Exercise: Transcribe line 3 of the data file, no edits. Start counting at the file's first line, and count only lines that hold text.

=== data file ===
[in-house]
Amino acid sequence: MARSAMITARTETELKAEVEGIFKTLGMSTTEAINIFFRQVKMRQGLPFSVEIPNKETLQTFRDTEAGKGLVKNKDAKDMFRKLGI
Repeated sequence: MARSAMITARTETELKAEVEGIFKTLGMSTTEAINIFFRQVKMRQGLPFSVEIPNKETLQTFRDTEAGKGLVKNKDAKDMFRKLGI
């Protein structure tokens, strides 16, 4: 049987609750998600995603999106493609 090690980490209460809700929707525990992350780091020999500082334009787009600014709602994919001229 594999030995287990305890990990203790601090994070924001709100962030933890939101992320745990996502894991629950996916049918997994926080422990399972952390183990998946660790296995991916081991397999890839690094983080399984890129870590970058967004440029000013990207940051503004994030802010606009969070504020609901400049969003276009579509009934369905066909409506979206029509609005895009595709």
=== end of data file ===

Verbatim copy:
Repeated sequence: MARSAMITARTETELKAEVEGIFKTLGMSTTEAINIFFRQVKMRQGLPFSVEIPNKETLQTFRDTEAGKGLVKNKDAKDMFRKLGI